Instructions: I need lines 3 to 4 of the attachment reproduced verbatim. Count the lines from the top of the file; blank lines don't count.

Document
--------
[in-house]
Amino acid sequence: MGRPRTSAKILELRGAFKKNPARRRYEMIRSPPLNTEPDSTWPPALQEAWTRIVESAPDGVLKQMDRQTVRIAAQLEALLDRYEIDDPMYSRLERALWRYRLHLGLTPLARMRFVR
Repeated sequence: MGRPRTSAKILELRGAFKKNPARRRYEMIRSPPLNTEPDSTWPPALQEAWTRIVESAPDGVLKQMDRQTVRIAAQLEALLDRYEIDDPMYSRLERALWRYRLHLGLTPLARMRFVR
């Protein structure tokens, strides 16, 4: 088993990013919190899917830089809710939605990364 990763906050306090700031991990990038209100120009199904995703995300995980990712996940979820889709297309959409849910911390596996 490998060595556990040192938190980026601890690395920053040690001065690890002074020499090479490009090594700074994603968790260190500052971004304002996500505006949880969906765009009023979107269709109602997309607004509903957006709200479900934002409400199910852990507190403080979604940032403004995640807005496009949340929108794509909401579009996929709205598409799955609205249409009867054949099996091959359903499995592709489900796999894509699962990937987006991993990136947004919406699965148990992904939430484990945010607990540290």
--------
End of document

Repeated sequence: MGRPRTSAKILELRGAFKKNPARRRYEMIRSPPLNTEPDSTWPPALQEAWTRIVESAPDGVLKQMDRQTVRIAAQLEALLDRYEIDDPMYSRLERALWRYRLHLGLTPLARMRFVR
């Protein structure tokens, strides 16, 4: 088993990013919190899917830089809710939605990364 990763906050306090700031991990990038209100120009199904995703995300995980990712996940979820889709297309959409849910911390596996 490998060595556990040192938190980026601890690395920053040690001065690890002074020499090479490009090594700074994603968790260190500052971004304002996500505006949880969906765009009023979107269709109602997309607004509903957006709200479900934002409400199910852990507190403080979604940032403004995640807005496009949340929108794509909401579009996929709205598409799955609205249409009867054949099996091959359903499995592709489900796999894509699962990937987006991993990136947004919406699965148990992904939430484990945010607990540290």